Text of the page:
The Supreme Court will take on a challenge to the Trump Administration’s attempt to end DACA.

Credit: @AFP / Twitter

The US Supreme Court agreed on Friday to hear a challenge to President Donald Trump’s attempt to shut down a program that shields hundreds of thousands of young undocumented immigrants from deportation.

The administration has argued that the initial implementation of DACA, through executive order, was unlawful as then-President Obama didn’t have the authority to single-handedly impose such a program. And they argued that then-Acting Homeland Security Secretary Elaine Duke had the agency power to pull back the protections.

The news comes after the 4th Circuit Court of Appeals voted in favor of DACA recipients.

Credit: @haydenblack / Twitter

The 4th Circuit Court of Appeals wrote in its ruling earlier this year that ending the program violated federal administrative law, and that Duke “rescinded a general enforcement policy in existence for over five years and affecting hundreds of thousands of enrollees based on the view that the policy was unlawful.” 

The 9th Circuit Court of Appeals last year also upheld a national injunction blocking the end of DACA, finding that the program’s end was “arbitrary, capricious, or otherwise not in accordance with law.”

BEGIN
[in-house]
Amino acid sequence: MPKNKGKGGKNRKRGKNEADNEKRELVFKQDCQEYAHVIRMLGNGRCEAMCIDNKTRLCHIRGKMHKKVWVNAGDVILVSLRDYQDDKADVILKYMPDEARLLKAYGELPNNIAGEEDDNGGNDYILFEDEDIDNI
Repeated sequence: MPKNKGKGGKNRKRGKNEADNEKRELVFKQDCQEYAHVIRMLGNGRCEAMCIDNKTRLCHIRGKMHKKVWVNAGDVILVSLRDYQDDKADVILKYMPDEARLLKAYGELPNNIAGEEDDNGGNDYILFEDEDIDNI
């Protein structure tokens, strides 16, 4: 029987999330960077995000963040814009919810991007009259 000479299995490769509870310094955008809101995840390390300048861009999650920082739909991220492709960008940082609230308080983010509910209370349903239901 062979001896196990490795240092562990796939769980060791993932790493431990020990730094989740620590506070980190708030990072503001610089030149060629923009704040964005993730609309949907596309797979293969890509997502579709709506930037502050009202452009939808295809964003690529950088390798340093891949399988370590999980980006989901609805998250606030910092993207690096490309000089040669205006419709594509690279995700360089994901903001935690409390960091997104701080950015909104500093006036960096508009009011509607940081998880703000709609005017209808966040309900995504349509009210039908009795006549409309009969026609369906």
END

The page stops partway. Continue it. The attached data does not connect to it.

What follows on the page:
However, Trump said after the ruling that he never expected the circuit court to rule in his favor. “We want to be in the Supreme Court on DACA,” Trump said at the time, calling the ruling “good news.”

The court won’t hear arguments in the case until the next term which begins in October.

Credit: @vmramos / Twitter

The court will hear arguments in the case during its next term, which starts in October, and will probably issue its decision in the spring or summer of 2020, ensuring a fierce immigration debate over the outcome in the midst of the presidential campaign.

While most courts have ruled in favor of DACA, it’s still important that everyone eligible for DACA begin the process immediately.

Credit: @votolatino / Twitter

The lower courts may have decided in favor of DACA recipients and declared the Trump Administration’s move illegal, it’s not a guaranteed outcome at the Supreme Court.

So it’s extremely important that if you’re DACA status is expiring within the next six months, you have got to start your renewal process ASAP!

While reactions on Twitter were swift, most were cautiously optimistic.

Because Dreamers are #heretostay!

Many on Twitter have high hopes for Dreamers and their path to citizenship.

Credit: @thehill / Twitter

The program has been around for years. And it’s a program that benefits children, teens, and young adults who have been in this country for years. So to many it seems like a logical move – let Dreamers stay!

Though not everybody shares the same level of optimism.

Credit: @kylegriffin1 / Twitter

Many suggested that the court, with its new conservative majority, may use this opportunity to deliver Trump a ‘victory’ right in the middle of his 2020 reelection campaign.

Paid Promoted Stories